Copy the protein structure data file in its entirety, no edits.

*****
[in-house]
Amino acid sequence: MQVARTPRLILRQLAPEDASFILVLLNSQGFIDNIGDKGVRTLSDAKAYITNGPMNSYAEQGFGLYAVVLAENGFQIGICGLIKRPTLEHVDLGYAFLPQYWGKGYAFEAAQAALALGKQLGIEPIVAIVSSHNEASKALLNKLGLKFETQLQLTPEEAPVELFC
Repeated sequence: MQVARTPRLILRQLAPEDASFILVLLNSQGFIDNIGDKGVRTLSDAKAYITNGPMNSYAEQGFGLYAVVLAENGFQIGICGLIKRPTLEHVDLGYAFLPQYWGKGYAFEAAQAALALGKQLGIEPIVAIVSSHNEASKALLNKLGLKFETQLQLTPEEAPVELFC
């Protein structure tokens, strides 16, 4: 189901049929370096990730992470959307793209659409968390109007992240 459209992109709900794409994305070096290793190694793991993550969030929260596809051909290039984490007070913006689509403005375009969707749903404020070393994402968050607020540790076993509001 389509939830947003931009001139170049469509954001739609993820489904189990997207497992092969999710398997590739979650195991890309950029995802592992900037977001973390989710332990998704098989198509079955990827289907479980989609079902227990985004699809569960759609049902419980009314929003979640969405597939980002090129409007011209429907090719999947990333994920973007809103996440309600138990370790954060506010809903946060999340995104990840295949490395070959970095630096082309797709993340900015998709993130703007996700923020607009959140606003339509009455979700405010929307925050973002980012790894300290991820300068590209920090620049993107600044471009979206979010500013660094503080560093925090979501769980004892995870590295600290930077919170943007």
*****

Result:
[in-house]
Amino acid sequence: MQVARTPRLILRQLAPEDASFILVLLNSQGFIDNIGDKGVRTLSDAKAYITNGPMNSYAEQGFGLYAVVLAENGFQIGICGLIKRPTLEHVDLGYAFLPQYWGKGYAFEAAQAALALGKQLGIEPIVAIVSSHNEASKALLNKLGLKFETQLQLTPEEAPVELFC
Repeated sequence: MQVARTPRLILRQLAPEDASFILVLLNSQGFIDNIGDKGVRTLSDAKAYITNGPMNSYAEQGFGLYAVVLAENGFQIGICGLIKRPTLEHVDLGYAFLPQYWGKGYAFEAAQAALALGKQLGIEPIVAIVSSHNEASKALLNKLGLKFETQLQLTPEEAPVELFC
């Protein structure tokens, strides 16, 4: 189901049929370096990730992470959307793209659409968390109007992240 459209992109709900794409994305070096290793190694793991993550969030929260596809051909290039984490007070913006689509403005375009969707749903404020070393994402968050607020540790076993509001 389509939830947003931009001139170049469509954001739609993820489904189990997207497992092969999710398997590739979650195991890309950029995802592992900037977001973390989710332990998704098989198509079955990827289907479980989609079902227990985004699809569960759609049902419980009314929003979640969405597939980002090129409007011209429907090719999947990333994920973007809103996440309600138990370790954060506010809903946060999340995104990840295949490395070959970095630096082309797709993340900015998709993130703007996700923020607009959140606003339509009455979700405010929307925050973002980012790894300290991820300068590209920090620049993107600044471009979206979010500013660094503080560093925090979501769980004892995870590295600290930077919170943007």